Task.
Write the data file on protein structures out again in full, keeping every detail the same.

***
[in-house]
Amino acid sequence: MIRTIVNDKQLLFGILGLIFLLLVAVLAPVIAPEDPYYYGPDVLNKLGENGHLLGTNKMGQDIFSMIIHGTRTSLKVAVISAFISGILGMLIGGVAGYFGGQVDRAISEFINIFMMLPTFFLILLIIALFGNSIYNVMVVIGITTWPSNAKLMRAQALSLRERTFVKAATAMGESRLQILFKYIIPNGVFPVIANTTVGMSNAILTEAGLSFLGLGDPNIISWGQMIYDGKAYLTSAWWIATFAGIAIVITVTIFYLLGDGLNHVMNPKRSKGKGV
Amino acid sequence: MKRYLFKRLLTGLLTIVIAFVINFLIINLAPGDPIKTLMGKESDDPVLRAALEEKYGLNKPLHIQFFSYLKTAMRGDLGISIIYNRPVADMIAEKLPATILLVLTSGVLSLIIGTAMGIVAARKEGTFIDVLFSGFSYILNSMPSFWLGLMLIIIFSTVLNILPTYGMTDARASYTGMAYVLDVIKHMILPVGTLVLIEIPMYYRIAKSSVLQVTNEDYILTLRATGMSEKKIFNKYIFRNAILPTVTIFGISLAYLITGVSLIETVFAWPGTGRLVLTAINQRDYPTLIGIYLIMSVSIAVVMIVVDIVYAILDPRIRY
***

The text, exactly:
[in-house]
Amino acid sequence: MIRTIVNDKQLLFGILGLIFLLLVAVLAPVIAPEDPYYYGPDVLNKLGENGHLLGTNKMGQDIFSMIIHGTRTSLKVAVISAFISGILGMLIGGVAGYFGGQVDRAISEFINIFMMLPTFFLILLIIALFGNSIYNVMVVIGITTWPSNAKLMRAQALSLRERTFVKAATAMGESRLQILFKYIIPNGVFPVIANTTVGMSNAILTEAGLSFLGLGDPNIISWGQMIYDGKAYLTSAWWIATFAGIAIVITVTIFYLLGDGLNHVMNPKRSKGKGV
Amino acid sequence: MKRYLFKRLLTGLLTIVIAFVINFLIINLAPGDPIKTLMGKESDDPVLRAALEEKYGLNKPLHIQFFSYLKTAMRGDLGISIIYNRPVADMIAEKLPATILLVLTSGVLSLIIGTAMGIVAARKEGTFIDVLFSGFSYILNSMPSFWLGLMLIIIFSTVLNILPTYGMTDARASYTGMAYVLDVIKHMILPVGTLVLIEIPMYYRIAKSSVLQVTNEDYILTLRATGMSEKKIFNKYIFRNAILPTVTIFGISLAYLITGVSLIETVFAWPGTGRLVLTAINQRDYPTLIGIYLIMSVSIAVVMIVVDIVYAILDPRIRY